|Yussef El Guindi|
"Can we all agree going into this war made us less safe?"
That is a question one of the characters ask in this People of the Book, and though you may assume they are referring to the Iraq War of 2003, they could easily be referring to the Persian Gulf War of 1991.
Following the demise of the Soviet Union and the end of the Cold War, the power-imbalance led to leaders like Saddam Hussein to press their advantage in a way which would have been more difficult in previous years.
President George H.W. Bush pressed his advantage as well. The West had not seen a wide-scale war in some time. Saddam's invasion of Kuwait was tailor-made for international outrage and for one shining moment, the United States was able to convince most of the world to join in or at the very least stay out of the way.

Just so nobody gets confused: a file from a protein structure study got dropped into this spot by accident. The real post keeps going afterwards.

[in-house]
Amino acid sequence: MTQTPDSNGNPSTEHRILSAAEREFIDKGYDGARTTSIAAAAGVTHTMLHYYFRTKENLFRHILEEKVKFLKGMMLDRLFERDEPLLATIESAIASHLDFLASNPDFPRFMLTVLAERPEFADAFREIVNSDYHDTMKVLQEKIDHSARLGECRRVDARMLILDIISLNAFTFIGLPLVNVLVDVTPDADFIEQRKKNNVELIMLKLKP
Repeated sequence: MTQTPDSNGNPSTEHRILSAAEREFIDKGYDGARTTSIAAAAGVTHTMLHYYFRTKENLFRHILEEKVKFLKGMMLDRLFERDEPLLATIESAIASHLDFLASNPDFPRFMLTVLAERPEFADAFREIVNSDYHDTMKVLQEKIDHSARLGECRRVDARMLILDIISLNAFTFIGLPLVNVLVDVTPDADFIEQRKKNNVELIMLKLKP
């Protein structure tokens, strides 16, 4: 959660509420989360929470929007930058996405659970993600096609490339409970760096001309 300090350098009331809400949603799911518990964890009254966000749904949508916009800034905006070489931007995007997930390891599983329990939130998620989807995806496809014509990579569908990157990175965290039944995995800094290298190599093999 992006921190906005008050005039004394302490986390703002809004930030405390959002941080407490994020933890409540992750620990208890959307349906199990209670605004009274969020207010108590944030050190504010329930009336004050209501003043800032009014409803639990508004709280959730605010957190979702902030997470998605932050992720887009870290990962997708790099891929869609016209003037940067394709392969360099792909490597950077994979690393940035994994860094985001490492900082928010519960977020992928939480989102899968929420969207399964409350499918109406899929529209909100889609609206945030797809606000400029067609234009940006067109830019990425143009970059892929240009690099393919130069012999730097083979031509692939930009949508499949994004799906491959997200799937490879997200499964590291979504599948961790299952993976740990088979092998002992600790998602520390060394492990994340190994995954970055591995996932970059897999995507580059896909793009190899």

The war lasted thirty-three days, or has never ended, depending on how you look at it.
Taken literally, El Guindi's play is about deception, professional and personal jealousy, and the effect of American wars in the Middle East. It's a great read, with playful and cutting dialogue, and it is also a metaphor for how American has played itself, chaining our fate to the region. Each of the four central characters reflect a different point of view, about art and writing, about the war and its worth, and what responsibility the United States has yet to take for its actions.
Yesterday the President announced his plans regarding the conflict in Syria. "I want to get out," said President Trump. That's what he said. "I want to get out."